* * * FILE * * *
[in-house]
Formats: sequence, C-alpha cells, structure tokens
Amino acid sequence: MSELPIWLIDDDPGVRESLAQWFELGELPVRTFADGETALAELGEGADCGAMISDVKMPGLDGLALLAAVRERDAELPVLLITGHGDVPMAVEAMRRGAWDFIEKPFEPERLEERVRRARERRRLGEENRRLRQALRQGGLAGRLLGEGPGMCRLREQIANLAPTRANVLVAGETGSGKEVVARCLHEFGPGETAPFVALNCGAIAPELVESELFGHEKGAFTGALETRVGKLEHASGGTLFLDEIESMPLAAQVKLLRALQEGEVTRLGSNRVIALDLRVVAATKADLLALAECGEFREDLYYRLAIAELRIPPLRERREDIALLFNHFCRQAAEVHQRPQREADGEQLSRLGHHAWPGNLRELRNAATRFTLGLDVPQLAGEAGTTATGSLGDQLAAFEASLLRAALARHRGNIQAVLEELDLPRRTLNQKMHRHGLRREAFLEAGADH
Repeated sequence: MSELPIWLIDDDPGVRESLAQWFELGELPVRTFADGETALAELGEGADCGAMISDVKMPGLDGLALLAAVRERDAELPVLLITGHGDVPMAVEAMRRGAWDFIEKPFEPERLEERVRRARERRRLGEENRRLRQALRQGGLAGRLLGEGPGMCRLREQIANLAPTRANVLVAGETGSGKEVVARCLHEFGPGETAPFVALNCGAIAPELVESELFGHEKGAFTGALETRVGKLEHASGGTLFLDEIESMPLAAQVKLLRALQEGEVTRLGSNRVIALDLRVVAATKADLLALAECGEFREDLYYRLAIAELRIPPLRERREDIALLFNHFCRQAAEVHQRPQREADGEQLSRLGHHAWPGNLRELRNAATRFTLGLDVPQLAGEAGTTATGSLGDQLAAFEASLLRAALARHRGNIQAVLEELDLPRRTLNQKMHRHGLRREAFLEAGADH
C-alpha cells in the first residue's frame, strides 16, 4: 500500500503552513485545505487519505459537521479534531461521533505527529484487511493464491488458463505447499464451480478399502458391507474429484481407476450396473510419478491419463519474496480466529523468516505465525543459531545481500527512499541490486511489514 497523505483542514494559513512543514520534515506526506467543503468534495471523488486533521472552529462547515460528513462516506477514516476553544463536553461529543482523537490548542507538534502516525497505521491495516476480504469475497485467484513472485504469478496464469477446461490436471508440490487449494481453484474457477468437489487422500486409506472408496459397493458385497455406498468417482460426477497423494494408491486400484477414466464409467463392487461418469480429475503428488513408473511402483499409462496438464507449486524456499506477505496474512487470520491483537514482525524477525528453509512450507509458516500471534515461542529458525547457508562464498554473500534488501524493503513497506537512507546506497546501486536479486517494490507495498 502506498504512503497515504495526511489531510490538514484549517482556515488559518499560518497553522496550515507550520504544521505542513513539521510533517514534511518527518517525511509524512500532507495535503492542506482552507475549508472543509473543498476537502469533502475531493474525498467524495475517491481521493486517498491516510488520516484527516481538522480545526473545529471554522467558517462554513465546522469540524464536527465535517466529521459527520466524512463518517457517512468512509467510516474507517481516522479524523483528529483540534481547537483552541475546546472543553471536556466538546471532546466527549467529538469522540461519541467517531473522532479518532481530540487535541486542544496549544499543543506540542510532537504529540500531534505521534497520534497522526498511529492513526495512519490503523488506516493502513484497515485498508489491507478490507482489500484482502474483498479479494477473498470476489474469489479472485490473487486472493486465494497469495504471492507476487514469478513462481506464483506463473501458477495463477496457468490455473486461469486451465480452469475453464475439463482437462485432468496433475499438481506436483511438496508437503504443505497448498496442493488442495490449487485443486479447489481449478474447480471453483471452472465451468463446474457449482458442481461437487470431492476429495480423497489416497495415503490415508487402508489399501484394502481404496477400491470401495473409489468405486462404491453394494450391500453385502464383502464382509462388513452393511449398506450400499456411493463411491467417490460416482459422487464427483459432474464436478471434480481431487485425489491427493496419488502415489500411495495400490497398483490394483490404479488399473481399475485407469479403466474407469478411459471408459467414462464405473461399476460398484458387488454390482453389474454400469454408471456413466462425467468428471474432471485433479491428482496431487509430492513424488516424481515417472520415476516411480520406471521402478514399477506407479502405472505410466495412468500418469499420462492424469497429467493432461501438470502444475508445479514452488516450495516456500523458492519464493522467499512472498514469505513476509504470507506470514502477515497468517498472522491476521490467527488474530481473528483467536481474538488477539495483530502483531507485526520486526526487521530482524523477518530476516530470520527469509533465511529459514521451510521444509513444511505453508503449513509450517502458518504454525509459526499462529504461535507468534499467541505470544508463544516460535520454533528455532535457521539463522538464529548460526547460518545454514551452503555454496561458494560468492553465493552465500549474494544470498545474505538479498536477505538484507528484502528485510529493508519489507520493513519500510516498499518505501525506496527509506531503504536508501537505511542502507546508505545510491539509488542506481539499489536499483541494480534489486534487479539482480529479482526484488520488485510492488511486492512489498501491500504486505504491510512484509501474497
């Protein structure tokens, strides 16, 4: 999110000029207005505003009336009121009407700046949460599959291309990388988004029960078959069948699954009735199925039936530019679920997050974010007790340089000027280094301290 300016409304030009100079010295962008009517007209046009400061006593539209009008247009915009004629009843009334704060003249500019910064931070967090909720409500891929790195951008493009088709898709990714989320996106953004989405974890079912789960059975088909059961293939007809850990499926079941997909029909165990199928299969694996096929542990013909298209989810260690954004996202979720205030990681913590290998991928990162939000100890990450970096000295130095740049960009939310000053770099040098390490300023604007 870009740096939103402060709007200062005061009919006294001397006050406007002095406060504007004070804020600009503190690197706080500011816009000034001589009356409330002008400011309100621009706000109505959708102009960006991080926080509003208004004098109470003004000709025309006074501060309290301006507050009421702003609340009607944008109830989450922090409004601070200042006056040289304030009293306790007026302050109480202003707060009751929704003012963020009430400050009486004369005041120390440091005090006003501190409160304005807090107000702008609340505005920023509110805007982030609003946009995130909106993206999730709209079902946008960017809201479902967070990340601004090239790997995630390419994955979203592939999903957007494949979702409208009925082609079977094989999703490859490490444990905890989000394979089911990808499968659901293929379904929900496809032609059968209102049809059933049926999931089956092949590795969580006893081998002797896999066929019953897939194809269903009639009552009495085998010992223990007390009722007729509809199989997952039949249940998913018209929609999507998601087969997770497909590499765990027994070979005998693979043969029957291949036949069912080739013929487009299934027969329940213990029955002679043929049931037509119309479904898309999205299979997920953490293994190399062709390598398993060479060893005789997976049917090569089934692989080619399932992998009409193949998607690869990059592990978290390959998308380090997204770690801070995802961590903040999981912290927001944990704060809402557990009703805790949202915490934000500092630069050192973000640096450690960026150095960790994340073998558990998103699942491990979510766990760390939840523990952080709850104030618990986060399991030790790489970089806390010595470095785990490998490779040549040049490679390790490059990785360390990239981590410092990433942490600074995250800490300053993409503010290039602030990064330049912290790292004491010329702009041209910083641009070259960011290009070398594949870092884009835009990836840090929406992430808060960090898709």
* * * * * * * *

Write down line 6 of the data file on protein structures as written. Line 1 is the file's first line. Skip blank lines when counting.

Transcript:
């Protein structure tokens, strides 16, 4: 999110000029207005505003009336009121009407700046949460599959291309990388988004029960078959069948699954009735199925039936530019679920997050974010007790340089000027280094301290 300016409304030009100079010295962008009517007209046009400061006593539209009008247009915009004629009843009334704060003249500019910064931070967090909720409500891929790195951008493009088709898709990714989320996106953004989405974890079912789960059975088909059961293939007809850990499926079941997909029909165990199928299969694996096929542990013909298209989810260690954004996202979720205030990681913590290998991928990162939000100890990450970096000295130095740049960009939310000053770099040098390490300023604007 870009740096939103402060709007200062005061009919006294001397006050406007002095406060504007004070804020600009503190690197706080500011816009000034001589009356409330002008400011309100621009706000109505959708102009960006991080926080509003208004004098109470003004000709025309006074501060309290301006507050009421702003609340009607944008109830989450922090409004601070200042006056040289304030009293306790007026302050109480202003707060009751929704003012963020009430400050009486004369005041120390440091005090006003501190409160304005807090107000702008609340505005920023509110805007982030609003946009995130909106993206999730709209079902946008960017809201479902967070990340601004090239790997995630390419994955979203592939999903957007494949979702409208009925082609079977094989999703490859490490444990905890989000394979089911990808499968659901293929379904929900496809032609059968209102049809059933049926999931089956092949590795969580006893081998002797896999066929019953897939194809269903009639009552009495085998010992223990007390009722007729509809199989997952039949249940998913018209929609999507998601087969997770497909590499765990027994070979005998693979043969029957291949036949069912080739013929487009299934027969329940213990029955002679043929049931037509119309479904898309999205299979997920953490293994190399062709390598398993060479060893005789997976049917090569089934692989080619399932992998009409193949998607690869990059592990978290390959998308380090997204770690801070995802961590903040999981912290927001944990704060809402557990009703805790949202915490934000500092630069050192973000640096450690960026150095960790994340073998558990998103699942491990979510766990760390939840523990952080709850104030618990986060399991030790790489970089806390010595470095785990490998490779040549040049490679390790490059990785360390990239981590410092990433942490600074995250800490300053993409503010290039602030990064330049912290790292004491010329702009041209910083641009070259960011290009070398594949870092884009835009990836840090929406992430808060960090898709």